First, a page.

Can Providers be Blamed for Losing Patience with Vaccine Hesitant?

Not nearly enough Americans are vaccinated to prevent COVID-19 from doing further damage. For some providers, dealing with patients who refuse to do what’s best for them can trigger compassion fatigue.

Comes a point in a health care provider’s work life when she or he might be tempted to throw up their hands. It can happen when they’re dealing with the person with diabetes who won’t stay away from sweets, or the person with a substance abuse problem who refuses to seek counseling, or the person with heart problems who won’t take their medications. Compassion fatigue has been around a long time and providers should always be on guard against it says the Centers for Disease Control and Prevention (CDC). Perhaps especially these days when it comes to infection preventionists and other health care professionals who have to treat people who refuse to get vaccinated for COVID-19. The CDC says that as of yesterday, only 49.1% of Americans have been vaccinated, nowhere near the number needed to fend off variants such as the rapidly spreading Delta variant. The ability of variants to circulate among the unvaccinated increases the possibility that COVID-19 might mutate into a strain that can neutralize the vaccines, a possibility some experts have detected in the lambda variant.

Heather Saunders, MPH, RN, CIC, the director of infection control at the Johns Hopkins Office of Population Health, and a member of Infection Control Today®’s Editorial Advisory Board (EAB), says that it’s impossible to generalize about compassion fatigue though “I do think that for some individuals, providing care to unvaccinated patients could trigger compassion fatigue. Health care workers are experiencing various degrees of psychological trauma, including [post-traumatic stress disorder], as a result of their experiences during the pandemic. This trauma could lead some individuals to feel a sort of indifference or irritability toward unvaccinated individuals who they believe are perpetuating the pandemic.”

EAB member Linda Spaulding, RN, BC, CIC, says that while she hasn’t seen compassion fatigue affect patient care “it is depressing staff because we know the patients could avoid getting COVID and decided not to get the vaccine. Patients ask for it [pre-admission] but that’s too late and they can’t get vaccinated while sick with COVID. It’s just very sad.”

EAB member Kevin Kavanagh, MD, has written extensively for ICT® about the dangers posed by COVID-19. Kavanagh points out that compassion fatigue can always pounce because poor decisions made by patients necessitates much of health care treatment.

“Vaccination rates are not only low with the public but also with health care workers,” Kavanagh points out. “All need to realize that the public looks up to health care workers for guidance and many have cited the example of unvaccinated workers as influencing their decision.”

Kavanagh also points out that many health care workers suffer from PTSD, as ICT® reported in its May cover story.

“Ideally, counseling and time off of work is desperately needed,” says Kavanagh. “Unfortunately, this is not possible and we will be soon facing a health care worker shortage. The solution is for everyone who can, to become vaccinated and we all need to adopt strict public health strategies. And for all to support, however possible, our frontline workers.”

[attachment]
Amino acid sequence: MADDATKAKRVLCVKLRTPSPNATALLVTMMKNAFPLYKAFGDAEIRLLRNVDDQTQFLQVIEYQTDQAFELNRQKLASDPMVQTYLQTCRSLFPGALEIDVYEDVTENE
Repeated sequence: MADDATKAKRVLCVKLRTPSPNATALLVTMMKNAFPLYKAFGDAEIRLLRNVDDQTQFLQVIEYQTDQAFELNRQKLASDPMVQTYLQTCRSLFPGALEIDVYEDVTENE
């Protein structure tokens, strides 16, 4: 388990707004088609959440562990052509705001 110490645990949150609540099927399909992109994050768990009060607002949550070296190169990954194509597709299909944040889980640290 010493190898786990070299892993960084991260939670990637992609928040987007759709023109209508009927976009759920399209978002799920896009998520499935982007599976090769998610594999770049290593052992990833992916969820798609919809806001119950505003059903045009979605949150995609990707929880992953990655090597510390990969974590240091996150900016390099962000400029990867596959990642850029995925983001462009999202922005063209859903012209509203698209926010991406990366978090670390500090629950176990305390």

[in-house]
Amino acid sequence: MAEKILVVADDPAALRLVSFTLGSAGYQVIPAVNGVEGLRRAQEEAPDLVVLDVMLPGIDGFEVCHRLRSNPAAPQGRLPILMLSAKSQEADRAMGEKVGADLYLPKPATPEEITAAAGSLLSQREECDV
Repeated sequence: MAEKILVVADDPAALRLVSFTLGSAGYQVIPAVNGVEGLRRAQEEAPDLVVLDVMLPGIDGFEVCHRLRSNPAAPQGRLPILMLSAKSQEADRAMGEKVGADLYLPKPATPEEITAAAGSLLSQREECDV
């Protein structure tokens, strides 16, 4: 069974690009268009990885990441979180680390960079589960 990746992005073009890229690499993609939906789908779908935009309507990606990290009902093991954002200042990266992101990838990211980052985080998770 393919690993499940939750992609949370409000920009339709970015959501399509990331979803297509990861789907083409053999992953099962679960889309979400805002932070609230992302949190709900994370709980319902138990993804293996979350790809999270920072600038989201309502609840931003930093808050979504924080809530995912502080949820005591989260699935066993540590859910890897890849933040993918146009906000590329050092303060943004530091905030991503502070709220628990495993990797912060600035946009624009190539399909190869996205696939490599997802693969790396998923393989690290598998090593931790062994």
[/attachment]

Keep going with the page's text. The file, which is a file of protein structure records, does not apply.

Robbie Hilliard, MSN, RN, CIC, the infection control coordinator for Carl Vinson VAMC in Dublin, Georgia, recently wrote an article for ICT® about how Veterans Affairs nurses tackle infections. Hilliard says that there’s a danger that compassion fatigue could set in when it comes to treating unvaccinated COVID-19 patients, but tries not to simply dismiss the concerns of the unvaccinated.

“As a nurse, I am vaccinated for COVID-19, but I still have co-workers who are not, which just emphasizes the importance of understanding and accepting people’s personal choices,” Hilliard tells ICT®. “Most of these providers are very educated individuals, who are compassionate, but continue to feel that not enough research on side effects, etc., was done for a vaccine released on an emergency basis.”

Hilliard agrees that compassion fatigue comes with a provider’s job “and I am sure, at times, compassion fatigue creeps in with COVID patients, but most of us understand the fear associated with the unknown/new pharmaceutical treatments that have long-term unknown effects.”

The attitude that both Kavanagh and Hilliard encourage—patience in the face of vaccine hesitancy—might be easier said than done. For instance, CNN interviews a nurse identified as “Sunny,” who works in Western Arkansas. Sunny says that it’s difficult to watch people die and then “so many people on Facebook or in a Walmart tell you you’re a liar…. Nurses have really been the symbol of the pandemic and all of the hate has been centralized around us…. We heard it more than once that we were killing people on purpose to make it look like it [the COVID-19 pandemic] was worse than it was.”

A study published earlier this month in Pediatric Research states that the tools used before COVID-19 to alleviate compassion fatigue among physicians might not suffice now. “The pandemic has only increased the need for physicians to receive social/emotional support from their institution and to feel their workplace contributions are valued,” the study states. “Successful pre-pandemic workplace interventions may not adequately support physicians during the pandemic.”

The study, by investigators with the Icahn School of Medicine at Mount Sinai, states that “the personal and professional aftershocks of the current SARS-CoV-2 pandemic for physicians will likely persist well into the foreseeable future. Our results suggest that institutions may be able to mitigate these effects using targeted interventions aimed at conveying to physicians that they are valued.”